I am available to supervise M.Phil. dissertations, most often, but not exclusively, for the M.Phil. in Modern British History; I have also supervised dissertations for the M.St. in History. Prospective students are encouraged to email me their research proposals for further discussion.

Currently, I have students working on: working-class identities in the 1970s and 80s; Thatcherism and the miners' strike of 1984-5; political cartoons in the late 20th century; Ismaili Muslim immigrants to Canada, c.1972-85; British Jewish relief agencies after the Holocaust; attitudes to Germany in postwar Britain; Newnham College graduates and feminism, c.1965-80; the British left and the Vietnam War; everyday life in London's Chinatown, c.1960-85; Asians and the welfare state in two west London boroughs, c.1965-85; radical student politics in Scotland, c.1956-74.

Dissertation students in recent years have worked on projects as varied as: British Indians and the Conservative party, c.1975-1990 (which won the History of Parliament Trust's Prize for the best dissertation in political history); counter-culture in New York City in the from the late 1950s to early 1970s; Thatcherism and 'urban regeneration'; Churchill and the Holocaust; Thatcher and the 1985 London riots; the Conservative Party and Scottish devolution, c.1966-79; Anglo-American conservatism in the 1980s; multiculturalism in Leicester in the 1970s and 80s; the Conservative Party in opposition between 1997 and 2010; British attitudes towards the Palestinians in the 1970s and 80s; Manchester youth culture in the 1980s/90s; black radicalism in 1970s London; a reassessment of the relationship between think tanks and Thatcherite economic ideas, c.1974-83; international media coverage of the Six-Day War of 1967; the experience of Pakistani women in West Yorkshire, 1960-1980 (which won the Faculty prize for best dissertation and was shortlisted for the RHS/'History Today' prize for best dissertation in the UK); depicitions of class in postwar electioneering; Jewish-Muslim relations in Vichy France (co-supervised with MML colleague); the miners' strike of 1984 in Kent; memories of the Korean War in Britain; the Conservative Party and homosexuality in the 1950s; the Conservative Party and electoral strategy in the 1950s; Margaret Thatcher and policy towards Apartheid South Africa; Anglo-Canadian relations 1961-1982; Thatcher's relationship with Mary Whitehouse and debates about morality, taste, and obscenity in the 1980s.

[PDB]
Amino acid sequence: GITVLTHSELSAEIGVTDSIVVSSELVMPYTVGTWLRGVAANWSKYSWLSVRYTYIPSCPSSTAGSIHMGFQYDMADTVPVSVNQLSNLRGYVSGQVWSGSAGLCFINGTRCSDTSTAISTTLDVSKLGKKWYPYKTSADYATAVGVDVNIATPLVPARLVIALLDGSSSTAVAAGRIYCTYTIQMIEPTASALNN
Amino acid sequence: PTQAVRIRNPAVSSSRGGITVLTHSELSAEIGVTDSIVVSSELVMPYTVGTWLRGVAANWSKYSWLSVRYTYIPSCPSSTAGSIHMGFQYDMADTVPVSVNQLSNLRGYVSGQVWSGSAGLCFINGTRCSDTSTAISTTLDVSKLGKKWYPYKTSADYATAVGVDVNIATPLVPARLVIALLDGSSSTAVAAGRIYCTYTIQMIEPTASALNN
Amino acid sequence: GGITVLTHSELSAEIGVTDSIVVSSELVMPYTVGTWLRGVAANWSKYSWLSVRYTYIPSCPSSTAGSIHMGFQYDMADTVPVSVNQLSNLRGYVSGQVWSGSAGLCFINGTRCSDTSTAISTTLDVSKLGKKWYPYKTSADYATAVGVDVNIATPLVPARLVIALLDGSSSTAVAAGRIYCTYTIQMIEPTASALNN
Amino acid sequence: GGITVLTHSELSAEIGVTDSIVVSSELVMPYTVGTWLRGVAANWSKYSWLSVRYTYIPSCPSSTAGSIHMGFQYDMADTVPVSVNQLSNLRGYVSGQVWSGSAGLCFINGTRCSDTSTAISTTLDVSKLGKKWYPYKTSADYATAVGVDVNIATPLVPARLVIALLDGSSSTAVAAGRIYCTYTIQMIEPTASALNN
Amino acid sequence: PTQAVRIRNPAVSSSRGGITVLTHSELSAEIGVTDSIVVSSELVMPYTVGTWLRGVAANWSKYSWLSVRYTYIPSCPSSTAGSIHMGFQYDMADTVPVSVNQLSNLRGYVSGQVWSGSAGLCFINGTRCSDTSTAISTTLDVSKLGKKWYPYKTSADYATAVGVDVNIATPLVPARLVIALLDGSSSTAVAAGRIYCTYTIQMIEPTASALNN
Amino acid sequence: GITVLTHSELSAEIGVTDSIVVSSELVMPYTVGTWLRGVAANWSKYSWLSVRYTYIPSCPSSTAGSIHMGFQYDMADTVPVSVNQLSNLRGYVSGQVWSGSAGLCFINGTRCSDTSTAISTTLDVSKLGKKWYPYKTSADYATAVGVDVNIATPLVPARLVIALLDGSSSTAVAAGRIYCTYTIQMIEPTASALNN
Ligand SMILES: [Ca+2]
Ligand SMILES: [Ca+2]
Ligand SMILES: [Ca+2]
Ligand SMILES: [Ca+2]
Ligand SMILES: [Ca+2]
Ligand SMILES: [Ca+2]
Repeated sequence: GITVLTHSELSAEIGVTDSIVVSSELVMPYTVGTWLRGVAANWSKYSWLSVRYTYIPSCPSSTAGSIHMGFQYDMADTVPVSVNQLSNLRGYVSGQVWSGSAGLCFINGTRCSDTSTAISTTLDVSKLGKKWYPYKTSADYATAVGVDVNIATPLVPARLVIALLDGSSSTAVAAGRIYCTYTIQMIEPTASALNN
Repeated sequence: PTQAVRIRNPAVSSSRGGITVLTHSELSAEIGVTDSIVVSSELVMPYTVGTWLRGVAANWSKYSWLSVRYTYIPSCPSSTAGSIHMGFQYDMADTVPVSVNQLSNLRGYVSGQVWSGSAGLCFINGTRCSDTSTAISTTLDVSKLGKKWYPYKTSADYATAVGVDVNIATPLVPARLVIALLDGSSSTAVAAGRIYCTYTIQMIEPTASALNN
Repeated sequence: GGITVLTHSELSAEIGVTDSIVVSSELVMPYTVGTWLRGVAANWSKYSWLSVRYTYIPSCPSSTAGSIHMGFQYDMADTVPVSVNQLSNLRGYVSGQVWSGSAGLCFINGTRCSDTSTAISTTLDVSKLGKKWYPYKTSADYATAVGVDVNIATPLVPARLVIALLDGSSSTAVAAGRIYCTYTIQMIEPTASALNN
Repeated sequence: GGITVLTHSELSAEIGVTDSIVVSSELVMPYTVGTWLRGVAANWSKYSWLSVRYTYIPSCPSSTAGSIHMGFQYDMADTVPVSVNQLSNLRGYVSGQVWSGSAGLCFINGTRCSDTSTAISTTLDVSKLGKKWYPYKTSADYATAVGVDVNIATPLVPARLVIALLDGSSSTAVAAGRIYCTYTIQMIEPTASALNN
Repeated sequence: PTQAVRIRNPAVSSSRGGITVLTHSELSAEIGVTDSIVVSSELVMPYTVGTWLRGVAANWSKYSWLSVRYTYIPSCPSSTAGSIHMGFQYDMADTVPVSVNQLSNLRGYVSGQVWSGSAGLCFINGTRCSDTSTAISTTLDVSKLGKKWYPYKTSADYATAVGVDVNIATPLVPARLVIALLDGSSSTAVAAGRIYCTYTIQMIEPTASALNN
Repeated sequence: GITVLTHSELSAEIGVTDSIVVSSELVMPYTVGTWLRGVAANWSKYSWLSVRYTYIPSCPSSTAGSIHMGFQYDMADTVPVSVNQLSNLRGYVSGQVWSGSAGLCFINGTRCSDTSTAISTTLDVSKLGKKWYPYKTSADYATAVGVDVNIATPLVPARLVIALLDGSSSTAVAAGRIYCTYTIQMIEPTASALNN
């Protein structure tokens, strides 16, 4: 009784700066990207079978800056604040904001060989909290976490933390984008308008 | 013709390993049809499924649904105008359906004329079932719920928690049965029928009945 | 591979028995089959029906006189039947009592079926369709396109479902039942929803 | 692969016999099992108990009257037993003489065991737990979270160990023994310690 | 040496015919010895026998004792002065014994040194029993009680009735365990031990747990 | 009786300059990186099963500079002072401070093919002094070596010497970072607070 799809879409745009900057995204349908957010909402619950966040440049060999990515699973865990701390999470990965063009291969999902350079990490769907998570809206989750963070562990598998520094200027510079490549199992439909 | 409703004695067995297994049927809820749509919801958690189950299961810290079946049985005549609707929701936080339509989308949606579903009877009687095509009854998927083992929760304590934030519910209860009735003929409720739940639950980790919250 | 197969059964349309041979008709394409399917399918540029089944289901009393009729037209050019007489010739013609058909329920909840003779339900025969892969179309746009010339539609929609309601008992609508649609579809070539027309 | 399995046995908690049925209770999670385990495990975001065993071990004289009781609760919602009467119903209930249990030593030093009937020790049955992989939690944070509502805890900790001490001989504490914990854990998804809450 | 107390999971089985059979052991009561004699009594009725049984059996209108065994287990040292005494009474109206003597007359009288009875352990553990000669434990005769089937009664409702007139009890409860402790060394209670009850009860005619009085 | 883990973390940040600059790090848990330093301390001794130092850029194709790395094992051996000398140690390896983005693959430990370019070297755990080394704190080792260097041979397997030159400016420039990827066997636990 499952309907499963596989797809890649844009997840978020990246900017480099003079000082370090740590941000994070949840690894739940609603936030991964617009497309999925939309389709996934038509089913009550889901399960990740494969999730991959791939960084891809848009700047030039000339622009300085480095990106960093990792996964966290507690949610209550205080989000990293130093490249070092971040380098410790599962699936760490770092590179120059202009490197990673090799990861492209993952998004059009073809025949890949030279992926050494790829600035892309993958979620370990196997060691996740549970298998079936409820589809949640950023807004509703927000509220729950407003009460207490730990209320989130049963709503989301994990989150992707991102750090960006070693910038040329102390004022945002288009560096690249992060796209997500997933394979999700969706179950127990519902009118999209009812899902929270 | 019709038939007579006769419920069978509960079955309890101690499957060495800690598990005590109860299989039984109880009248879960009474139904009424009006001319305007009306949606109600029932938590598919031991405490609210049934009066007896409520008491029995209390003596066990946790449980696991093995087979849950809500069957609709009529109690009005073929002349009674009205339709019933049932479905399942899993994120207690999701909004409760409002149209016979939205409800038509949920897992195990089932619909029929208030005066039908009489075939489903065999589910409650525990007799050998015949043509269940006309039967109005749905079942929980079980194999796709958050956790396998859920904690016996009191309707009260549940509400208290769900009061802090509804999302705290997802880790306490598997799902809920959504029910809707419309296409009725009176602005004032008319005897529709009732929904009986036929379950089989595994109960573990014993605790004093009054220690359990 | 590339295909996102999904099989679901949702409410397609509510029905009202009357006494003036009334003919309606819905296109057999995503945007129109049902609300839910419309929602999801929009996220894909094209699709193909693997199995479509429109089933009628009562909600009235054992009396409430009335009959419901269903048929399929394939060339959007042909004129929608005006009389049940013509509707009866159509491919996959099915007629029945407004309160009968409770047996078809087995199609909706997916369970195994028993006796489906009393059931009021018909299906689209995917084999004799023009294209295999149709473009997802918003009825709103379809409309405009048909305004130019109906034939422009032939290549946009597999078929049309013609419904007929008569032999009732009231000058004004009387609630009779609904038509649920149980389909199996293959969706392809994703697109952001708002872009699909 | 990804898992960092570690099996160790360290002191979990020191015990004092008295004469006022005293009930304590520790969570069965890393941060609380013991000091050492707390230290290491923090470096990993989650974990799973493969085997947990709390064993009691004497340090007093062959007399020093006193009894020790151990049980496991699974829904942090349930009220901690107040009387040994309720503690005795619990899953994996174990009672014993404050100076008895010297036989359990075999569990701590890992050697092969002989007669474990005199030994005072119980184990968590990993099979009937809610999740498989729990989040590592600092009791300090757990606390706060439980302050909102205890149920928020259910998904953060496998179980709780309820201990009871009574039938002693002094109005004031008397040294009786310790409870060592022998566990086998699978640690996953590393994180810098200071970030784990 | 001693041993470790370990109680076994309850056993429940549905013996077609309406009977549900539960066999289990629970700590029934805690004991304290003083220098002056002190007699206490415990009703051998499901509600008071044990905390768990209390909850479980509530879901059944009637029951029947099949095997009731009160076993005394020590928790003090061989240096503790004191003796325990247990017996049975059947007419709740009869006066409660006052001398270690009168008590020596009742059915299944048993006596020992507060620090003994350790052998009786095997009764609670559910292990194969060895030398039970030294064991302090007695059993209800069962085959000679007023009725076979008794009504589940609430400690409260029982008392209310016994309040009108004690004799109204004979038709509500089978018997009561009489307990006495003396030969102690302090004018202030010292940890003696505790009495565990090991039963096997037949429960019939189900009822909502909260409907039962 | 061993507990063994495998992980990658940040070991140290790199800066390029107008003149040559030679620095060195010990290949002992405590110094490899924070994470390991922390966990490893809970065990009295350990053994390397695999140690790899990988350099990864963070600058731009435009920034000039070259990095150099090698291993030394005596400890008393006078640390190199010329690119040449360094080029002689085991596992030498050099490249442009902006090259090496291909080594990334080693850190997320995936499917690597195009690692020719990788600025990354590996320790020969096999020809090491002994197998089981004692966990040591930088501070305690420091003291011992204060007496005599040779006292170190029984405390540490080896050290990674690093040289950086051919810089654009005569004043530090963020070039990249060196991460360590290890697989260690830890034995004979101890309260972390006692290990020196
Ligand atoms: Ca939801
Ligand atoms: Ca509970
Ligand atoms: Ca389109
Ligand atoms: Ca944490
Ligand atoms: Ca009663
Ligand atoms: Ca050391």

Teaching

  • British political history since 1880 (Part I, Paper 6)
  • British social and economic history since c.1880 (Part I, Paper 11)
  • Historical Argument and Practice (Various seminars, including "What is history?", "Religion", and "Race and ethnicity".)

Other Professional Activities

I am an Associate of the Pears Institute for the study of Antisemitism at the University of London; the Institute's work emphasizes that the study of antisemitism is vital to understanding racism, religious intolerance and xenophobia more broadly.

I play a supporting role to Professor Mandler and other Cambridge colleagues in the New York-Cambridge Training Collaboration (NYCTC):  Since 2015 PhD students in 20th-century British history have had the opportunity to participate in this innovative collaboration, in association with Susan Pedersen of Columbia University and Guy Ortolano of New York University.   NYCTC workshops have so far been held at all three institutions, with NYCTC4 held in Cambridge in July 2017.

Keywords

  • International History
  • Imperial History
  • Modern British History